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Could Market Risks Bring Investors Back to Gold in 2019? During an investor webcast on December 11, DoubleLine CEO Jeffrey Gundlach painted quite a bearish picture of stocks, bonds, and the US economy (SPY)(DIA). Gundlach also cited an Atlanta Fed study that calculates that an unwinding of $600 billion from the Fed balance sheet is equivalent to three interest rate hikes.
The Energy Select Sector SPDR (XLE) , the largest equity-based energy exchange traded fund, is sporting a fourth-quarter loss of about 14% so a rebound may not be imminent nor may it be the first thing on investors' minds when it comes to the energy sector. During oil’s recent slide, XLE and other basic energy ETFs performed significantly less poorly than the underlying commodity. “The XLE energy ETF has fallen more than 1 percent since Monday, on track for a second week in the red.
Lipper data showed that investors withdrew record cash from US-based stock and bond funds for the week ending December 12. While a record $46.2 billion was taken out from US stock mutual fund ETFs (SPY) (VTI), a near-record $13.4 billion was withdrawn from bonds (AGG) (BND). According to Lipper, the average US-based equity fund has fallen 6.3% year-to-date through December 11, while its bond counterpart has fallen 0.9%.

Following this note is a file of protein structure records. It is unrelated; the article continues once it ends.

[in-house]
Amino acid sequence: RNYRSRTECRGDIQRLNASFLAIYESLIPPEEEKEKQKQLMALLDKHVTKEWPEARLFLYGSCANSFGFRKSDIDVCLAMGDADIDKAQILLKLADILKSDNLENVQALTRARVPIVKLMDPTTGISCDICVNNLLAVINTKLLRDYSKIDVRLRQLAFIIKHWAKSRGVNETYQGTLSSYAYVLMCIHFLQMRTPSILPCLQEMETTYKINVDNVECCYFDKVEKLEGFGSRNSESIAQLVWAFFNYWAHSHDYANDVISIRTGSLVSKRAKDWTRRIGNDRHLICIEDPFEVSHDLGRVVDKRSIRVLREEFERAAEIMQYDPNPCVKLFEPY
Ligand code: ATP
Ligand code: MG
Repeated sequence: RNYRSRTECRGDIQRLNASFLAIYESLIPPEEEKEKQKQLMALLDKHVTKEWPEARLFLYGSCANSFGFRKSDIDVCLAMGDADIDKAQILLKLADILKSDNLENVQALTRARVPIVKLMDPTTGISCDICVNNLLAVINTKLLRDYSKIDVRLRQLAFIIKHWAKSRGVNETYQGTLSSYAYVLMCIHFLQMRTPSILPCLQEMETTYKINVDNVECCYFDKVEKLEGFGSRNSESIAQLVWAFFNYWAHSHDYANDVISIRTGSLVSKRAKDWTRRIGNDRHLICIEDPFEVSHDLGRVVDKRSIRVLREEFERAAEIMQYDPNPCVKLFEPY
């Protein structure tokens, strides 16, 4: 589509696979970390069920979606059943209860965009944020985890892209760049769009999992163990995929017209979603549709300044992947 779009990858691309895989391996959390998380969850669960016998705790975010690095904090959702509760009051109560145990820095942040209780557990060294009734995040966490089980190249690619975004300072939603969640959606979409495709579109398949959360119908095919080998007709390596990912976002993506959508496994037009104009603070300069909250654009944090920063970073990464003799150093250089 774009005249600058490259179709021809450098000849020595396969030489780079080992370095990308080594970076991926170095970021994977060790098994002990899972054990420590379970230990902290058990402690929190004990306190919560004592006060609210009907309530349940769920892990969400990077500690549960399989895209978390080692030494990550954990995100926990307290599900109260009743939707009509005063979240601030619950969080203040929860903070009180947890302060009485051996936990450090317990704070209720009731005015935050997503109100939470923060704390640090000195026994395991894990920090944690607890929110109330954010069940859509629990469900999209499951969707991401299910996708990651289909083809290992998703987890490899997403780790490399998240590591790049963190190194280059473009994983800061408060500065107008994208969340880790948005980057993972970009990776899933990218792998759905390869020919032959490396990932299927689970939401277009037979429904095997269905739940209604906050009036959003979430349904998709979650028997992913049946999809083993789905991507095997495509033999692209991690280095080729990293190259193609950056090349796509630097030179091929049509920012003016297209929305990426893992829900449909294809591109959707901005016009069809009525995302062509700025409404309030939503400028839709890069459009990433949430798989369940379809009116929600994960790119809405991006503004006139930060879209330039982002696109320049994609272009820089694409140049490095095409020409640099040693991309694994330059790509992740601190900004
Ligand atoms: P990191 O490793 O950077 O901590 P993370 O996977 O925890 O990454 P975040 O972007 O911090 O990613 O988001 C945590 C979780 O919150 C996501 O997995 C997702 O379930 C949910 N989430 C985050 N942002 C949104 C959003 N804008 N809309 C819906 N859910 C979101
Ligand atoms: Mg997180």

Year-to-date, the Industrial Select Sector SPDR (NYSEARCA:XLI) — the largest of the industrial ETFs by assets — is lower by 10.2% while the S&P 500 is down 0.75%. Many of those names are among the primary price action drivers in a slew of industrial ETFs. “Industrial stocks have been battered by trade-war worries and other headwinds in 2018, but the group doesn’t get the credit it deserves, argues UBS,” reports Barron’s.
While millennials are doing a good job of saving in traditional ways, not parking their money in high-return investment options could be a potential mistake.